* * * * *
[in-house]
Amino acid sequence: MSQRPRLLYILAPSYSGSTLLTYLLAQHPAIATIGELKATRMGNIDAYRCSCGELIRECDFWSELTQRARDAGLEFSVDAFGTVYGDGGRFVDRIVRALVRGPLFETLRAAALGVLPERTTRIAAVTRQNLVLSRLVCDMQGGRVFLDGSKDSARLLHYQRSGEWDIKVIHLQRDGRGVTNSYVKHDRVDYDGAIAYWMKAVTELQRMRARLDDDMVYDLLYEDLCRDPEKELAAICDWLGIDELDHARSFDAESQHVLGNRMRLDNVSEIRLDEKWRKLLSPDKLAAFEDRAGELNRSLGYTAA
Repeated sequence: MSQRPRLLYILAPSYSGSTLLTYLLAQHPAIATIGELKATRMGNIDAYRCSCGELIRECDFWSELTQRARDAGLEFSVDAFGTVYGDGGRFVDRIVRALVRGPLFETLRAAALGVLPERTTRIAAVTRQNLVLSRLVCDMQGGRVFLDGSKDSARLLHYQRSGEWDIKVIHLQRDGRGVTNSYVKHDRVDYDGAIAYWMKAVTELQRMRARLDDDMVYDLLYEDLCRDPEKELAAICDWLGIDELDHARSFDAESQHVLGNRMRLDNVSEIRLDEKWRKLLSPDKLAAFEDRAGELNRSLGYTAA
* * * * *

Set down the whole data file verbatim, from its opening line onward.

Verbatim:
[in-house]
Amino acid sequence: MSQRPRLLYILAPSYSGSTLLTYLLAQHPAIATIGELKATRMGNIDAYRCSCGELIRECDFWSELTQRARDAGLEFSVDAFGTVYGDGGRFVDRIVRALVRGPLFETLRAAALGVLPERTTRIAAVTRQNLVLSRLVCDMQGGRVFLDGSKDSARLLHYQRSGEWDIKVIHLQRDGRGVTNSYVKHDRVDYDGAIAYWMKAVTELQRMRARLDDDMVYDLLYEDLCRDPEKELAAICDWLGIDELDHARSFDAESQHVLGNRMRLDNVSEIRLDEKWRKLLSPDKLAAFEDRAGELNRSLGYTAA
Repeated sequence: MSQRPRLLYILAPSYSGSTLLTYLLAQHPAIATIGELKATRMGNIDAYRCSCGELIRECDFWSELTQRARDAGLEFSVDAFGTVYGDGGRFVDRIVRALVRGPLFETLRAAALGVLPERTTRIAAVTRQNLVLSRLVCDMQGGRVFLDGSKDSARLLHYQRSGEWDIKVIHLQRDGRGVTNSYVKHDRVDYDGAIAYWMKAVTELQRMRARLDDDMVYDLLYEDLCRDPEKELAAICDWLGIDELDHARSFDAESQHVLGNRMRLDNVSEIRLDEKWRKLLSPDKLAAFEDRAGELNRSLGYTAA